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United States Court of Appeals

Tenth Circuit

April 18, 2012


Clerk of Court



No. 11-3281
(D. of Kan.)


(D.C. Nos. 2:11-CV-02062-JWL

and 2:06-CR-20078-JWL-1)



Before KELLY, TYMKOVICH, and GORSUCH, Circuit Judges. **

Jason McKinney, a federal prisoner proceeding pro se, appeals the district
courts dismissal of his application for habeas relief under 28 U.S.C. 2255. He
also seeks leave to proceed in forma pauperis. We have jurisdiction under 28
U.S.C. 1291, and we construe McKinneys filings liberally because he is
proceeding pro se. See Hall v. Bellmon, 935 F.2d 1106, 1110 & n.3 (10th Cir.

This order is not binding precedent except under the doctrines of law of
the case, res judicata and collateral estoppel. It may be cited, however, for its
persuasive value consistent with Fed. R. App. P. 32.1 and 10th Cir. R. 32.1.

After examining the briefs and the appellate record, this three-judge
panel has determined unanimously that oral argument would not be of material
assistance in the determination of this appeal. See Fed. R. App. P. 34(a); 10th
Cir. R. 34.1(G). The cause is therefore ordered submitted without oral argument.

We agree with the district court that McKinney was not entitled to relief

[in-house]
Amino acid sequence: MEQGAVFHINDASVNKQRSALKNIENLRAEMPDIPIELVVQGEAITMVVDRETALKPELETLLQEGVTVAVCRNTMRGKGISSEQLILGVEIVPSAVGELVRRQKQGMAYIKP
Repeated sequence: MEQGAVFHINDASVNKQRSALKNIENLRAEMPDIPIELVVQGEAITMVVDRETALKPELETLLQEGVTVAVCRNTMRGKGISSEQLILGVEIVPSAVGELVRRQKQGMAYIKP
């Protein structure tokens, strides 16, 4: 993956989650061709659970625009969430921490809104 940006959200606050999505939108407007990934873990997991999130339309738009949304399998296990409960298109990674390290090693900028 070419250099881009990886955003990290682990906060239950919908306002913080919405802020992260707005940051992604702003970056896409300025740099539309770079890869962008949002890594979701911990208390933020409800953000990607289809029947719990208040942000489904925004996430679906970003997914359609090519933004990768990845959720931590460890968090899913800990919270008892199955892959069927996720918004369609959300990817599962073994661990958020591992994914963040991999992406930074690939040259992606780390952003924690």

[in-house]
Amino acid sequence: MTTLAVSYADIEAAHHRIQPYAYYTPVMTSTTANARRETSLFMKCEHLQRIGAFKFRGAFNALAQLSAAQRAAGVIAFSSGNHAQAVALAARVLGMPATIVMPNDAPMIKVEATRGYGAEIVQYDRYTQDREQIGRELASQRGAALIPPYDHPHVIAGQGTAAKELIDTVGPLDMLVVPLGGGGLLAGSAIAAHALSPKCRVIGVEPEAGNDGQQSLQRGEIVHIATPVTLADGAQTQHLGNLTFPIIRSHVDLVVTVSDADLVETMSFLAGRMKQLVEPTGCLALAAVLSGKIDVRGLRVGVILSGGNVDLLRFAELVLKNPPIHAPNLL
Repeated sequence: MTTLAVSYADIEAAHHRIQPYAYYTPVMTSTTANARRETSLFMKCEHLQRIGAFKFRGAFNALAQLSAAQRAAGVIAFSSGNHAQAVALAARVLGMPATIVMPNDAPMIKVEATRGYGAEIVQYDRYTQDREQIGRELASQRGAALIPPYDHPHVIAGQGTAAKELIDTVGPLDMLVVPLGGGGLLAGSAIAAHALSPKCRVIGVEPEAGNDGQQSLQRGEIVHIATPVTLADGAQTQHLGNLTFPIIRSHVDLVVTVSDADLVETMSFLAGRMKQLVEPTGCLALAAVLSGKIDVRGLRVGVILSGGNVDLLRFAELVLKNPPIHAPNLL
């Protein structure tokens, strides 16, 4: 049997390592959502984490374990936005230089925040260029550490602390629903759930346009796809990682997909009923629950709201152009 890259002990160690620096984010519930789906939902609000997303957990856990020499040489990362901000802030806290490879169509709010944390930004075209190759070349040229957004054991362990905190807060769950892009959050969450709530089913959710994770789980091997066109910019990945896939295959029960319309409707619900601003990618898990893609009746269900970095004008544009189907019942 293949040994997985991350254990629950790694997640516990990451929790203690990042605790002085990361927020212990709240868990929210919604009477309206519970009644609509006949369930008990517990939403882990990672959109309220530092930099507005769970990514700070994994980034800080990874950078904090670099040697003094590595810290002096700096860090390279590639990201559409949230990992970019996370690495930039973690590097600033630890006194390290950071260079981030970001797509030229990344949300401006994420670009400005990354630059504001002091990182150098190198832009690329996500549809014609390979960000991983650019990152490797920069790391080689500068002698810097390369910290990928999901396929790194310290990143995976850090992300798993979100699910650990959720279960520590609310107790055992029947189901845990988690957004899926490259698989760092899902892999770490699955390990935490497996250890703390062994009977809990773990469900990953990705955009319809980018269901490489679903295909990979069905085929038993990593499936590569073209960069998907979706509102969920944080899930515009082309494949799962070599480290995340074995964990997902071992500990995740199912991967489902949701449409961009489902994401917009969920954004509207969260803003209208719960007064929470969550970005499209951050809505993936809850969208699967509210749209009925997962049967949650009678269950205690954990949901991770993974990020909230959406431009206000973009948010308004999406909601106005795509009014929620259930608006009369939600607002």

under 2255. Accordingly, we DENY his request for a certificate of
appealability (COA), GRANT his application to proceed in forma pauperis, and
DISMISS his appeal.

I. Facts
McKinney pleaded guilty to one count of possession with intent to
distribute 50 grams or more of cocaine base in violation of 21 U.S.C.
841(b)(1)(A)(iii) and one count of use of a firearm in relation to a drug
trafficking crime in violation of 18 U.S.C. 924(c). He raised two points of error
in his direct appeal: (1) whether the district court erred in denying his motion to
suppress evidence obtained in searching a residence; and (2) whether the district
court abused its discretion in denying his motion to withdraw his guilty plea.
This court rejected both theories and affirmed the conviction. See United States
v. McKinney, Nos. 08-3137 and 09-3069, 2010 WL 358129, at *1 (10th Cir. Feb.
2, 2010).
McKinney then sought 2255 relief, asserting various claims of
prosecutorial misconduct and ineffective assistance of counsel. The district court
denied the motion with respect to McKinneys claims of ineffective assistance of
counsel regarding his guilty plea and the negotiation of the plea agreement, and
dismissed the motion as to all other claims. The district court denied a COA.


McKinney appeals, raising three arguments: whether (1) the district court
should have held a hearing on his ineffective assistance of counsel claim; (2) the
plain language of the plea agreement allows a challenge to the convictions and
sentences imposed; and (3) the Supreme Courts decisions in Missouri v. Frye and